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Pigs killed in extreme suffering in slaughterhouse run by JBS, the largest meat company in the world

An investigation in Brazil has revealed the dire conditions in which animals are forced to live and die.

Mercy for Animals, an American organisation that also operates in South America, shared footage and images from inside a pig slaughterhouse in Brazil run by the largest meat company in the world, the infamous JBS.

The footage shows animals being painfully shocked and bled to death at the slaughterhouse. It also showed pigs living in extreme filth and suffering from injuries and illnesses at several pig farms in the southern and southeastern parts of the country, including one JBS supplier. 

Watch the investigation into the JBS slaughterhouse and farms.

The video makes for difficult viewing. Pigs are shown to be stunned with electricity and then bled to death, with some still shivering as blood gushes from their neck. Their bodies are then hung on an industrial line, so operators can remove their organs. Thanks to the investigation it is possible to see how signs of pneumonia and other damaged organs were found in the bodies of the pigs, including kidneys with cysts and lacerated intestines, contaminated with faeces.

Given the way pigs are raised on factory farms, these diseases are not surprising. Before reaching the slaughterhouse, pigs are often forced to live in crowded sheds on dirty concrete floors – not only in Brazil but also right here in the UK too. 

Precisely because of these terrible living conditions, pigs (as well as other animals raised and slaughtered for their meat) are regularly given antibiotics, since these terrible living conditions are the perfect breeding ground for dangerous diseases to come about. Unbelievably, 70% of the world’s antibiotics are sold for use on farms. Overuse of antibiotics is a leading cause of antibiotic resistance, a serious and imminent health threat worldwide. Factory farming is not only terrible for animals, it is a serious public health problem for humans.

JBS and the UK

JBS is a company present all over the world with interests that bind it to the largest meat industries of European countries including the UK. It has a majority stake in US company Pilgrim’s Pride which itself owns two of the UK’s largest meat producers, Pilgrim’s UK and Moy Park.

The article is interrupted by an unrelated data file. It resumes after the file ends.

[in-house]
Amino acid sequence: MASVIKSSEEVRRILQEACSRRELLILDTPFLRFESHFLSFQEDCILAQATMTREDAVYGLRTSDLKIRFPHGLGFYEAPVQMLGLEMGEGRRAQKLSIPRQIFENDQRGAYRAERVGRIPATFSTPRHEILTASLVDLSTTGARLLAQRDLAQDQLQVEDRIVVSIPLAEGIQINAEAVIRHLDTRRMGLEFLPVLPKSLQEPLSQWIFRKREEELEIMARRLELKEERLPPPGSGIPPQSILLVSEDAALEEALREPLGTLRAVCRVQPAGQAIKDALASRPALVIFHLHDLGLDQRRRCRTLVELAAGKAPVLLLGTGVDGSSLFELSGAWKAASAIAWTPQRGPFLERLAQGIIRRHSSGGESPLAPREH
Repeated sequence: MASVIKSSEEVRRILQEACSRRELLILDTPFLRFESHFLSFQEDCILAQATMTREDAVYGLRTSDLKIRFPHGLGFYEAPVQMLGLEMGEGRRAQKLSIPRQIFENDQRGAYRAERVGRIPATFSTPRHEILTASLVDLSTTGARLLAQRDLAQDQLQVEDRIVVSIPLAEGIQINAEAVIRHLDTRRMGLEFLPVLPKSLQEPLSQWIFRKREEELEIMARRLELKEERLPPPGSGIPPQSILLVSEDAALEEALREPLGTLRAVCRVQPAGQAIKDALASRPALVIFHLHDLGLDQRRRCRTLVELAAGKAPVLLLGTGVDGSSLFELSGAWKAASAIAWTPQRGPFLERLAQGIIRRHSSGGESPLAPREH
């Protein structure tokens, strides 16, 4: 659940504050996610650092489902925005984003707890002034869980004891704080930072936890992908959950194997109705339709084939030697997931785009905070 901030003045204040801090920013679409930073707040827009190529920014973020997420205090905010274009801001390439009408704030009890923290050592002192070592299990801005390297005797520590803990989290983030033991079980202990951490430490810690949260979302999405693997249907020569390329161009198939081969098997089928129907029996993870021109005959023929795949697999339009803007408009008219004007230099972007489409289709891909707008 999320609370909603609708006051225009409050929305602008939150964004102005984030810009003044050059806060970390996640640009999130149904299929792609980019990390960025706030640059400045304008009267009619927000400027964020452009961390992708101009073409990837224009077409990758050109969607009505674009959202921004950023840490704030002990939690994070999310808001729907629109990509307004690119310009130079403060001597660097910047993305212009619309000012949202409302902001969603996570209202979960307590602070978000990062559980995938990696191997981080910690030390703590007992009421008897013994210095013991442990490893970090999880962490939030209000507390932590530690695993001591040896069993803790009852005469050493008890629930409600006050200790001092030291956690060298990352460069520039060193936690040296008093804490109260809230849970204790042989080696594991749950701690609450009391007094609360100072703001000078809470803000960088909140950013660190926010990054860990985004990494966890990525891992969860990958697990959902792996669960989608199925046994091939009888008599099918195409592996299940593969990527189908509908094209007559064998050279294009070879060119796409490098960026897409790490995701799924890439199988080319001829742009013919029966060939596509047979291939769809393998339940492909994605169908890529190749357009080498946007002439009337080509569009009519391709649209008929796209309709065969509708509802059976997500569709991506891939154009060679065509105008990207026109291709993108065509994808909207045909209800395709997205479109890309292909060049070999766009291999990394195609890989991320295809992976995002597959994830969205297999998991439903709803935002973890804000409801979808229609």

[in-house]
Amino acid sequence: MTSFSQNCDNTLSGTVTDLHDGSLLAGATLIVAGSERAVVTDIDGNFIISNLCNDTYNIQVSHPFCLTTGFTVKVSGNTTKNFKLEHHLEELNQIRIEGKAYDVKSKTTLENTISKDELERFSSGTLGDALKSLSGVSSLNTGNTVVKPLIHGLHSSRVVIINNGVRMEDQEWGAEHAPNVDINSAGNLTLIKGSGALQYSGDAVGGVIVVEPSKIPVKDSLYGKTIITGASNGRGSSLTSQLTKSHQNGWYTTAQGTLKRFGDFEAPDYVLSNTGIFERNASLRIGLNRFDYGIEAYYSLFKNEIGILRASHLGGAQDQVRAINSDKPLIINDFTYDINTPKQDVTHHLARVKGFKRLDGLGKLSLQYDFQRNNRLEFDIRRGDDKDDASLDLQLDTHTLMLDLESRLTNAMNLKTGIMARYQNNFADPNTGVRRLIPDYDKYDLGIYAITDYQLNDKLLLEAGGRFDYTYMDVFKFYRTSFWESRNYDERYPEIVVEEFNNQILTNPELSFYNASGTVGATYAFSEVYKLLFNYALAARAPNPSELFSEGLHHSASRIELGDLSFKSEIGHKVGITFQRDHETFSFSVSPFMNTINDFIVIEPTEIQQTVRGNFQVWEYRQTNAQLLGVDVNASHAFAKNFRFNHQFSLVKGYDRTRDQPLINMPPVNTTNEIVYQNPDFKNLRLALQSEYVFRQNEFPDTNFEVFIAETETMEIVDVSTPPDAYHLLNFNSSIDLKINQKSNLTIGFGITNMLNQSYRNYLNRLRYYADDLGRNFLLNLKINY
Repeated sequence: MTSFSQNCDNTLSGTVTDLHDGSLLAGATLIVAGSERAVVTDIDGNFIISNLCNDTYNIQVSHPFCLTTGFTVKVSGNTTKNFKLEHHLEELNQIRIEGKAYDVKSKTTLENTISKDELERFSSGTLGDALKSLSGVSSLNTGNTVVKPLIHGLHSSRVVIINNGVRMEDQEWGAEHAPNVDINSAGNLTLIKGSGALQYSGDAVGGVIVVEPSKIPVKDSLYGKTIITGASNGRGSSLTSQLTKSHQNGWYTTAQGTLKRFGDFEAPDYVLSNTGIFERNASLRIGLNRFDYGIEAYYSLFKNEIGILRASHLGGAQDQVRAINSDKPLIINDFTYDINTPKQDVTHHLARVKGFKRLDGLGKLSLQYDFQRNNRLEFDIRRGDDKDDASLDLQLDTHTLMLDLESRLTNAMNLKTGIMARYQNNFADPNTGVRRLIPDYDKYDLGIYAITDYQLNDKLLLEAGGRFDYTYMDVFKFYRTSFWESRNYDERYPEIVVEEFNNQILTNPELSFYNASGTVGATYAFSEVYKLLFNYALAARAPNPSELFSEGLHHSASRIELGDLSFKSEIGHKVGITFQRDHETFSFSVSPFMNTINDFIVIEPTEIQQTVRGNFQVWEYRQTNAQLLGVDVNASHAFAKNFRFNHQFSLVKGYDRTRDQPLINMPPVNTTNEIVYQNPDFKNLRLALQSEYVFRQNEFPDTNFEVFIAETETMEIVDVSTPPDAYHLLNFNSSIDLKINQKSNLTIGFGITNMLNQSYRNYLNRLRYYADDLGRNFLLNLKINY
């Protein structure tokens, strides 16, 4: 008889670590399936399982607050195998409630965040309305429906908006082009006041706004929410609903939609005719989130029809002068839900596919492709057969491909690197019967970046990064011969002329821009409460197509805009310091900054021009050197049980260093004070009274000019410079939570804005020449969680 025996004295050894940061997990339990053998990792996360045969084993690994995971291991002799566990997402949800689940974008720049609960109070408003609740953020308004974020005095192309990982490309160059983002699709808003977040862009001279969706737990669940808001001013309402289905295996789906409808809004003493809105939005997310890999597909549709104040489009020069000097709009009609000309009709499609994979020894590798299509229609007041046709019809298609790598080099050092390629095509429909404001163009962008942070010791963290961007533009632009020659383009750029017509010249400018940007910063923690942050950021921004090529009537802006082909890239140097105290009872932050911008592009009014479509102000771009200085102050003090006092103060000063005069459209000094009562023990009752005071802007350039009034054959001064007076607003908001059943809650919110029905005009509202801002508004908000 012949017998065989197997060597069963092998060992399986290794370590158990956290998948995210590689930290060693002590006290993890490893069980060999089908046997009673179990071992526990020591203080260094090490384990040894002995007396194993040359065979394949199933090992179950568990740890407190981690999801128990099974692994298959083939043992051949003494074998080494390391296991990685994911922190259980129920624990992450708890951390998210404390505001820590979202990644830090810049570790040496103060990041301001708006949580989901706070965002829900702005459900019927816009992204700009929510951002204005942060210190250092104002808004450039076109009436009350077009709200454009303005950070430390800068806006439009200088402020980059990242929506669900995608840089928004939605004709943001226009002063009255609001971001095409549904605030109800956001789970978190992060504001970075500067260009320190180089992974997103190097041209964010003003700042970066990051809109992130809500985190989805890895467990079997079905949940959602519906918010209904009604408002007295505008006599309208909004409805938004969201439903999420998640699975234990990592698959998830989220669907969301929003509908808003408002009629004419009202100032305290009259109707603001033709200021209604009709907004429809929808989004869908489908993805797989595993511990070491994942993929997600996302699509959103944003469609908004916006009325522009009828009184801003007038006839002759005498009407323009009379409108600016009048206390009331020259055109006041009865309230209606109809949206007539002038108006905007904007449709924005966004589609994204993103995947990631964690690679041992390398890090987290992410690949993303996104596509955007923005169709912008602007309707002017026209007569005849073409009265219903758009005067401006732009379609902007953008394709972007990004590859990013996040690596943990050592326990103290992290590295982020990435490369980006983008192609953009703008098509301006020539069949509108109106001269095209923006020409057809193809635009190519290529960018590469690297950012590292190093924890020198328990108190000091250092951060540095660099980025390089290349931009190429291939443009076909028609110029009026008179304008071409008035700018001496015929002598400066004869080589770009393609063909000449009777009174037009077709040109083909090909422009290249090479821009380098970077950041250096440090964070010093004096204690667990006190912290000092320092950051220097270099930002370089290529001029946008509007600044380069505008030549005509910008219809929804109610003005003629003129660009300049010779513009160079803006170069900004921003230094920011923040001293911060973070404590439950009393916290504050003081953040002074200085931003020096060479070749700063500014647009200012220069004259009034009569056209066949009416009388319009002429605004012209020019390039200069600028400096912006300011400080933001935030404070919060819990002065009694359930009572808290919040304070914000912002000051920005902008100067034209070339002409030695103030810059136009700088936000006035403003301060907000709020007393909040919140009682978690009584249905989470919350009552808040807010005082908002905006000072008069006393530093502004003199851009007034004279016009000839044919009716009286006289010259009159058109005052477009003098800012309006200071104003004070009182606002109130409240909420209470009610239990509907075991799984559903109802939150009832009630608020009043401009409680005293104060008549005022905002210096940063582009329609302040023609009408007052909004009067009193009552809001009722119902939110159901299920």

In its recent history, JBS has been involved in scandals that have been cast into the limelight of the world news, especially related to the company’s involvement in the destruction of the Brazilian Amazon rainforest.

Animal Equality UK investigated twelve British chicken farms linked to Moy Park in 2020 and found devastating suffering, including birds being purposefully crushed to death when not growing fast enough to be deemed profitable and conditions so crowded that the chickens could barely move.

What are pig farms and slaughterhouses like in the UK?

Contrary to what you might believe, the conditions of life and death of pigs raised for their meat in the UK is not very different from that found by Mercy For Animals in Brazil.

Even in our country, pig farming takes place mostly on intensive factory farms where pigs are forced to spend their entire lives in dark and dirty sheds and in overcrowded conditions. 

Pigs in a typical UK intensive farm

The treatment animals receive from JBS is a reflection of how the meat industry treats animals all over the world: they are seen merely as money-making objects that can be used to derive the greatest possible profit.

See how pigs reared for their meat live in the UK.

Bringing this truth to light – the truth that the industry wants to hide – is the first step to raise awareness on sensitive issues like these.  

Investigations are the first weapon we have at our disposal to counter this terrible and unjust system: only by collecting new images that show the reality of factory farming can we continue to bring to light what is hidden behind the closed doors of farms and slaughterhouses. Without the work of investigators, the only voice would be that of the industry and its questionable and misleading adverts.

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